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Monday, May 13, 2019

Jordi Longaron (1933-2019)

(c) Norma Editorial
Jordi Longaron, best known for his work on the American daily strip 'Friday Foster', died in Barcelona, Spain, on Friday, 10 May 2019, at the age of 85. He was commonly known by fans as Jorge Longaron.

Jordi Longarón i Llopart was born in Barcelona on 29 November 1933. He rose to fame in the 1950s working for Hazañas Bélicas, a war comic for which he created the iconic war hero used as a logo for the covers in the late 1950s. By then, he had already been working professionally for years, publishing his earliest strips in El Globito in 1948 while still in his early teens. Early work included fairy tales for Cuento de Hadas (1948), 'Arsénico Lupin' in Chispa (1948-49) and 'Chan-Chu-Llo' in Garabatos (1950) and, for Editorial Toray, he contributed to Hazañas del Oeste, El Pequeño Mosquetero, Sioux, Narraciones y aventuras de Davy Crockett and Serenata Extra in the early 1950s before first contributing to Hazañas Belicas in 1956.

Longaron found work in the UK via Selecciones Illustrades, contributing a string of strip stories and illustrations for Valentine (1957-67), Roxy (1961-62), Marilyn (1961-64) and Serenade (1962-63). His work included many strips based on popular songs of the era by Elvis Presley, Cliff Richard, Tommy Steele, The Searchers, The Beach Boys, etc., along with a number of serials, amongst them 'That'll Be The Day' (Valentine, 1960), 'Loving You' (Valentine, 1960), 'Where the Boys Are' (Valentine, 1961), 'Follow That Dream' (Valentine, 1962), 'Bon Voyage' (Marilyn, 1962; Serenade & Marilyn, 1962), 'Once in a Lifetime' (Valentine, 1963), 'You Were Made For Me' (Valentine, 1964), 'Sweets For My Sweet' (Valentine, 1964), 'Money' (Valentine, 1964), 'Away With Love!' (Marilyn, 1964) and 'Wedding of the Year' (Marilyn, 1964).

David Roach has called him "absolutely the top romance artist in Britain. In fact, he so dominated the genre that his sleek, pared down style and knack of drawing pretty girls set the style of the genre for over two decades." Having also found work in France, Longaron was almost unknown in his native Catalonia during this period, but his influence on other artists also contributing to British romance titles was immense.

Longaron adopted a grittier style for two dozen covers drawn for Battle and War Picture Library in the UK in 1966-68, and covers for a series of spy novels in France (1967-69). He also contributed to Commando (1968-71), but his contributions to British comics disappeared when he became the artist of 'Friday Foster' for the Chicago Tribune-New York News Syndicate.

The strip was developed in 1968-69 by writer Jim Lawrence who, inspired by model Donyale Luna, wanted to create a sophisticated Afro-American leading lady for his next syndicated strip. Friday Foster was a fashion photographer, which allowed her to get into plenty of situations, both adventurous and romantic, in glamorous locations around the globe. Longaron used the opportunity of a trip to the USA to take reference photos of Harlem (Foster's home in early strips), and even though the strip dealt only lightly with racial politics, it was an issue when it came to syndication.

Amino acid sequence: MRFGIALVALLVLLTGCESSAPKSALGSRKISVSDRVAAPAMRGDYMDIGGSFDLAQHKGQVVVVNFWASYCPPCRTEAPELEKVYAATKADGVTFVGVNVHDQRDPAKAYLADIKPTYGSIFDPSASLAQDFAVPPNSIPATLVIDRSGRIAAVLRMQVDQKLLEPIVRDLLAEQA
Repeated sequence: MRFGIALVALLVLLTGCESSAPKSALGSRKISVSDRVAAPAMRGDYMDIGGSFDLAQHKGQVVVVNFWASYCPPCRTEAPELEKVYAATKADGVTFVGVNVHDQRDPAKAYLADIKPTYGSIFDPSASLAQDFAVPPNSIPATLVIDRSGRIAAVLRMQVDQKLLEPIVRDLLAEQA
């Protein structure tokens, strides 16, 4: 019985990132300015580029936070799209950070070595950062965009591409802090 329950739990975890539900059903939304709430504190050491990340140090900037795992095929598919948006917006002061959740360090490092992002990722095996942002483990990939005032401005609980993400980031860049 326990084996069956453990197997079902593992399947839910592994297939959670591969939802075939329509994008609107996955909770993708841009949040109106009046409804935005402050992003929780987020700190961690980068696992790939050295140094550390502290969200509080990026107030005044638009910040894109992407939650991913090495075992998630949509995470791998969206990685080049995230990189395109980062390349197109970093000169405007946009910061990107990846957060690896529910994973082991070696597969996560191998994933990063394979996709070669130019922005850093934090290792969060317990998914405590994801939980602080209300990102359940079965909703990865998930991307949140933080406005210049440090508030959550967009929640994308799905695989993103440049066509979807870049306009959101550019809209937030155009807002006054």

Longaron had to produce three months' worth of panels in advance of the strip appearing, and delays in the postal delivery of scripts meant that the artist sometimes worked with the assistance of Alfonso Font. Eventually he tired of the strip and left in early 1974, the strip continuing with Gray Morrow until it expired some months later. Longaron's appreciation for, and collaboration with, Jim Lawrence continued when the artist produced covers for the author's Dark Angel novels. A film version of 'Friday Foster' starring Pam Grier appeared in 1975, but had little connection with the comic strip.

Longaron had continued his association with French publishers during  the early 1970s, producing half a dozen book covers a month. He expanded his cover output post-'Friday Foster', his later output including further 41 covers for Commando (1976-88), dwarfed by the more than 200 fantasy and historical covers painted for Mondadori (Italy). Longaron returned to comics only occasionally, drawing the thriller 'Rond de nuit' (1974) by François Truchaud for Pilote and 'Fourre-Tout & Cie', 1978) by Victor Mora, as well as illustrating 'La historia del Oeste' for the magazine Hunter.

He also drew covers for Editorial Genil's Historia del Oeste and for Tormenta sobre España, a series on the Spanish Civil War written by Victor Mora and drawn by various artists. He also drew an adaptation (by Sylvain Ricard) of the Sherlock Holmes novel A Study in Scarlet as Une etude en rouge (1995).

For the past two decades, Longaron had devoted himself to painting, specialising in Catalan landscapes and studies of the American west. His first exhibition was in Madrid in 1975 and his work has been exhibited in the USA since 1995. In 2010 he received the XXXIV Premio de la Historieta Diario de Avisos, and in 2011 he was awarded the Gran Premi del Saló Internacional del Còmic de Barcelona in recognition of his long professional career.

He is survived by two sons, Roger and Marc.

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